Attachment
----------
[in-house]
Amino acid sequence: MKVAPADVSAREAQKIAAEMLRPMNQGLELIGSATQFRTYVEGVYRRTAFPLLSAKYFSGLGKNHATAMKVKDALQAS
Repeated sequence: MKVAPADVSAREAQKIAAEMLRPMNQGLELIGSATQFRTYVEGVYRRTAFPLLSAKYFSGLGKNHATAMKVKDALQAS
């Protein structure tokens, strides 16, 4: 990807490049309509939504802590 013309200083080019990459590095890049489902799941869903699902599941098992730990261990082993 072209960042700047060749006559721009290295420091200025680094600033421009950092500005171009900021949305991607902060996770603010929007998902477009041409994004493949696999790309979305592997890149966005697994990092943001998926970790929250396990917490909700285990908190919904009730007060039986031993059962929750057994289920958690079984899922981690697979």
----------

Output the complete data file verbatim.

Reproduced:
[in-house]
Amino acid sequence: MKVAPADVSAREAQKIAAEMLRPMNQGLELIGSATQFRTYVEGVYRRTAFPLLSAKYFSGLGKNHATAMKVKDALQAS
Repeated sequence: MKVAPADVSAREAQKIAAEMLRPMNQGLELIGSATQFRTYVEGVYRRTAFPLLSAKYFSGLGKNHATAMKVKDALQAS
């Protein structure tokens, strides 16, 4: 990807490049309509939504802590 013309200083080019990459590095890049489902799941869903699902599941098992730990261990082993 072209960042700047060749006559721009290295420091200025680094600033421009950092500005171009900021949305991607902060996770603010929007998902477009041409994004493949696999790309979305592997890149966005697994990092943001998926970790929250396990917490909700285990908190919904009730007060039986031993059962929750057994289920958690079984899922981690697979």